Mexican Culture and Military History, Essay Example for Your Study

Published: 2022-04-18
Mexican Culture and Military History, Essay Example for Your Study
Type of paper:  Essay
Categories:  History Culture
Pages: 4
Wordcount: 997 words
9 min read

Over the history, there has been tremendous changes and transformation regarding Mexican culture. In spite of the fact that many Mexican citizens live in the cities, the small suburban and rural communities still portray a strong connection to the Mexican cultures thus making Mexico be a vibrant community. Since Mexico is the 12 most populous nation in the world according to the world factbook records, it has also been found out that it is a nation that carries about 123 million people. For that matter, the nation is in the records of being a country that has numerous ethnic groups with its population showing that it has 62% percent, American-Spanish people. The Indian-Americans constitute to about 21% percent of the 123 million people whereas 10% of the Mexican's population represent whites (Simpkins et al., 2013). Consequently, the stated groups tend to generate a culture that is unique in the world. This exposition aims at shining a light on all possible aspects of Mexican culture, the Mexican history regarding battles and military opportunities.

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Mexican Culture

Since over sixty percent of the population in Mexico is the American-Spanish, the nation has been enmeshed in Spanish culture. For that matter, 6% percent of the population is said to speak Spanish in conjunction with other indigenous languages English. Pina-Watson et al. (2016) asserted that in Mexico, the traditions and native culture is affiliated to religious values and alludes to churches as the center of religious practices that act as the backbone for the unique culture that entangles Mexico. According to CIA data, about 82% of the Mexican population religiously affiliated to Catholic's ways of worship and believes regarding religious life (Simpkins et al., 2013). On the other hand, the Catholics in Mexico are also affiliated to pre-Hispanic Mayan life and belief as the core or backbone of Mexican's religious practices and the overall culture of the Mexican citizens (Pina-Watson et al., 2016). The other religious groups and denominations in Mexico include Jehovah's Witnesses, Mormons, Seventh Day Adventists, Methodists, Baptists, Presbyterians, and Anglicans. Also, the culture portrays all kinds of religions since it also accommodates Buddhists, Muslims, and Jews.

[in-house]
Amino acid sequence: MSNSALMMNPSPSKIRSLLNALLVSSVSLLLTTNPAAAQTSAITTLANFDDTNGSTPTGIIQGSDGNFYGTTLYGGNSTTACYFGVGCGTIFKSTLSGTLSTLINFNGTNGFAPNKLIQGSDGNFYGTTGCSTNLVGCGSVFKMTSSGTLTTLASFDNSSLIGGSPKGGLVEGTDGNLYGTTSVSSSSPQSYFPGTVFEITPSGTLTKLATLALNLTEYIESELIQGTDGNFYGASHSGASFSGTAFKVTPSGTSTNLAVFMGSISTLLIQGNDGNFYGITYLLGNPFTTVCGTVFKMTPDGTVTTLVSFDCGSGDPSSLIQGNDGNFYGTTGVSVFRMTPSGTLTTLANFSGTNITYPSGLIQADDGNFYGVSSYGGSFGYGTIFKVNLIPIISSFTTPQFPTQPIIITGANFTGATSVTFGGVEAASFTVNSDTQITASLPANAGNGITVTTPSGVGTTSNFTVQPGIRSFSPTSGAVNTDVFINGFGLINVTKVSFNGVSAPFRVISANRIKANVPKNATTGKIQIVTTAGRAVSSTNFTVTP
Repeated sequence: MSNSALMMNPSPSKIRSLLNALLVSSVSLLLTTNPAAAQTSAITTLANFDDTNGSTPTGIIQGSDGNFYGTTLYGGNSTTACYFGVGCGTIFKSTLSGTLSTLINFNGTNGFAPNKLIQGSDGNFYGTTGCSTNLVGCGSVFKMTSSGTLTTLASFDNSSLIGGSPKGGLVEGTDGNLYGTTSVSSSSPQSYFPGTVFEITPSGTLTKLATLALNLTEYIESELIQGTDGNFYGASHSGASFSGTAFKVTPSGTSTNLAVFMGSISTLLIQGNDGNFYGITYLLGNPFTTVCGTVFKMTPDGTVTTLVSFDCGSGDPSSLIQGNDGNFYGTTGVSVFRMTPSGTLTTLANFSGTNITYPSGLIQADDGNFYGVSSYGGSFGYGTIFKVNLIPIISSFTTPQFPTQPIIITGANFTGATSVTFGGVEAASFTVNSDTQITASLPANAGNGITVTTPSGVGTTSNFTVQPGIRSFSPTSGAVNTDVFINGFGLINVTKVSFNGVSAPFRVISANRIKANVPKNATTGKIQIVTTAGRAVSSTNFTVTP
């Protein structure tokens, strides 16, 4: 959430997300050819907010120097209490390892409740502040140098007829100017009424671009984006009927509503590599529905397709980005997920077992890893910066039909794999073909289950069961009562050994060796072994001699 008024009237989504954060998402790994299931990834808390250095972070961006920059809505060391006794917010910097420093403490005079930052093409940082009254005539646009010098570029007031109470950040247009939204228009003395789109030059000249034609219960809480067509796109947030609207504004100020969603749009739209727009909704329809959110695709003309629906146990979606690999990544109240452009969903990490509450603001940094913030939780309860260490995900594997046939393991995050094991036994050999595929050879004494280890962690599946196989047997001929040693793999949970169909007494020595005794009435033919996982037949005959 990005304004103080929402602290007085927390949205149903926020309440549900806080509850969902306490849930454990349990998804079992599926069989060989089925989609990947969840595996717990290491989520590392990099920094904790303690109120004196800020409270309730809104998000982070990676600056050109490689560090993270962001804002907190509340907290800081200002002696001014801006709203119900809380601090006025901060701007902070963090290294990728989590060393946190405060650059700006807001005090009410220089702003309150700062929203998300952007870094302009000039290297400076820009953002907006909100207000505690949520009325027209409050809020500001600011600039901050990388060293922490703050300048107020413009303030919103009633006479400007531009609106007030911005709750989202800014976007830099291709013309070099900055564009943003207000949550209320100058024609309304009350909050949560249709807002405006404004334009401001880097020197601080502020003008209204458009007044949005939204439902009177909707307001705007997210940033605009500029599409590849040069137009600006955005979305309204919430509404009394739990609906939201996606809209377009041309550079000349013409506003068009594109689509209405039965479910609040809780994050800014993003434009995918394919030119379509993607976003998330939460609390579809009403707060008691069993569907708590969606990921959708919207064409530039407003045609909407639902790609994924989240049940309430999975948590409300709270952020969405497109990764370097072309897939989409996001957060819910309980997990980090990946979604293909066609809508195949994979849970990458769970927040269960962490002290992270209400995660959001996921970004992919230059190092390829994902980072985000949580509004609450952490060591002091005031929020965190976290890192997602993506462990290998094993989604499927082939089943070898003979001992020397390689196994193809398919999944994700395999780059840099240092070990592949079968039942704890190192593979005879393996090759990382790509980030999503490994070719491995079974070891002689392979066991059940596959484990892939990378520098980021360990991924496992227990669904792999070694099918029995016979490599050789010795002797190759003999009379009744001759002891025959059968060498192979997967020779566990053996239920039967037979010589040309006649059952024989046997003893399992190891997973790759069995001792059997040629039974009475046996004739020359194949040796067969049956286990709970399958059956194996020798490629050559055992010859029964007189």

Regarding Simpkins et al. (2013), the values and virtues in Mexico include and are not limited to large families which values taking responsibilities as family members and making an extended family tie like friends and cousins. In Mexico, the culture is enmeshed in practices that tend to host parties and organizes for family occasions, picnics, and plays that enhance the tie and yoke of the Mexican families. Consequently, the vast pool of values and ways of life can be passed from one generation to another through aspects of ensuring that the societies and families maintain a secure connection that brings them together to embrace their culture and values. In Mexico, the family units are large and tend to allude to the traditional roles which overwhelmingly support gender roles and some forms of day-to-day family involvement. The Mexican cuisines vary by family and current affiliations of the community. The Mexicans celebrate the Feast of Our Lady Guadalupe which is a holiday celebration that takes place every December 12 to mark the day that the Virgin Mary appeared to an Indian man during the five-year Spanish period.